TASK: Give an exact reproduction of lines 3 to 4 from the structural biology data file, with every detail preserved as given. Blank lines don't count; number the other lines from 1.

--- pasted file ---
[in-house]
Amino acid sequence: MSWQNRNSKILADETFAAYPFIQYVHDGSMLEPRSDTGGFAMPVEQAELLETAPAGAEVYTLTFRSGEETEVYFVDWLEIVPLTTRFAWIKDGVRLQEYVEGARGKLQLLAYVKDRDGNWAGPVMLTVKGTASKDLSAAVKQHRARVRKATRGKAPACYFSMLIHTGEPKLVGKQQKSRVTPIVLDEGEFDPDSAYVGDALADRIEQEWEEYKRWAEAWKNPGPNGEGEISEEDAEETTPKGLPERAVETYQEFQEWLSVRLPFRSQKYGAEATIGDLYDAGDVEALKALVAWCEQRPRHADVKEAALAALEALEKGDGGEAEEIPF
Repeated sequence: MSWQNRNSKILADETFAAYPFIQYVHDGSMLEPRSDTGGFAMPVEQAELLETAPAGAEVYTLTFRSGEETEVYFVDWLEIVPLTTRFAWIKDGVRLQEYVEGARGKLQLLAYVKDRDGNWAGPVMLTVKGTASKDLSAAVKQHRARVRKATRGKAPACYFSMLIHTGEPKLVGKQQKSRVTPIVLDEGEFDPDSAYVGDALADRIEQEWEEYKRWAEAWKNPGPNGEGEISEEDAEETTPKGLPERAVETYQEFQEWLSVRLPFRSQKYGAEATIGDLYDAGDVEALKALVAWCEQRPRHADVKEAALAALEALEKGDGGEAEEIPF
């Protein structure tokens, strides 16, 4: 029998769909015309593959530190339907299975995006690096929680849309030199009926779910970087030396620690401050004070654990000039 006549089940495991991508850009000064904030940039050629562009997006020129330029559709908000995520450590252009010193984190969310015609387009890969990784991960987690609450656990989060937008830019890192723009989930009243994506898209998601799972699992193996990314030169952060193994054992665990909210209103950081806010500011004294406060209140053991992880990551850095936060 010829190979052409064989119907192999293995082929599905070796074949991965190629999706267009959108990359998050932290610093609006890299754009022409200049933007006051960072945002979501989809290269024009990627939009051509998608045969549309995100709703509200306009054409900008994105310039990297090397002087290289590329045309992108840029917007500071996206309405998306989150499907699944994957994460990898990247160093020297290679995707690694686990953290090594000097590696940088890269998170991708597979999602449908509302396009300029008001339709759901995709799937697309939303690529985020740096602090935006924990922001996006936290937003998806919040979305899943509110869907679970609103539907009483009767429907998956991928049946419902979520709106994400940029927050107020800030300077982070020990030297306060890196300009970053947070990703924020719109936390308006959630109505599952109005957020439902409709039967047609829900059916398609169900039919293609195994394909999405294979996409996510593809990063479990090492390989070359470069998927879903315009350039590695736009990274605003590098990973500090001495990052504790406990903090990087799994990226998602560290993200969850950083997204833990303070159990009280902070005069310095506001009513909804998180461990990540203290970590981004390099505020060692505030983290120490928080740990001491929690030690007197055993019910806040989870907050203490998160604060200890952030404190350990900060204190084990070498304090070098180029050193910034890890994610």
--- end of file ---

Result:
Repeated sequence: MSWQNRNSKILADETFAAYPFIQYVHDGSMLEPRSDTGGFAMPVEQAELLETAPAGAEVYTLTFRSGEETEVYFVDWLEIVPLTTRFAWIKDGVRLQEYVEGARGKLQLLAYVKDRDGNWAGPVMLTVKGTASKDLSAAVKQHRARVRKATRGKAPACYFSMLIHTGEPKLVGKQQKSRVTPIVLDEGEFDPDSAYVGDALADRIEQEWEEYKRWAEAWKNPGPNGEGEISEEDAEETTPKGLPERAVETYQEFQEWLSVRLPFRSQKYGAEATIGDLYDAGDVEALKALVAWCEQRPRHADVKEAALAALEALEKGDGGEAEEIPF
């Protein structure tokens, strides 16, 4: 029998769909015309593959530190339907299975995006690096929680849309030199009926779910970087030396620690401050004070654990000039 006549089940495991991508850009000064904030940039050629562009997006020129330029559709908000995520450590252009010193984190969310015609387009890969990784991960987690609450656990989060937008830019890192723009989930009243994506898209998601799972699992193996990314030169952060193994054992665990909210209103950081806010500011004294406060209140053991992880990551850095936060 010829190979052409064989119907192999293995082929599905070796074949991965190629999706267009959108990359998050932290610093609006890299754009022409200049933007006051960072945002979501989809290269024009990627939009051509998608045969549309995100709703509200306009054409900008994105310039990297090397002087290289590329045309992108840029917007500071996206309405998306989150499907699944994957994460990898990247160093020297290679995707690694686990953290090594000097590696940088890269998170991708597979999602449908509302396009300029008001339709759901995709799937697309939303690529985020740096602090935006924990922001996006936290937003998806919040979305899943509110869907679970609103539907009483009767429907998956991928049946419902979520709106994400940029927050107020800030300077982070020990030297306060890196300009970053947070990703924020719109936390308006959630109505599952109005957020439902409709039967047609829900059916398609169900039919293609195994394909999405294979996409996510593809990063479990090492390989070359470069998927879903315009350039590695736009990274605003590098990973500090001495990052504790406990903090990087799994990226998602560290993200969850950083997204833990303070159990009280902070005069310095506001009513909804998180461990990540203290970590981004390099505020060692505030983290120490928080740990001491929690030690007197055993019910806040989870907050203490998160604060200890952030404190350990900060204190084990070498304090070098180029050193910034890890994610």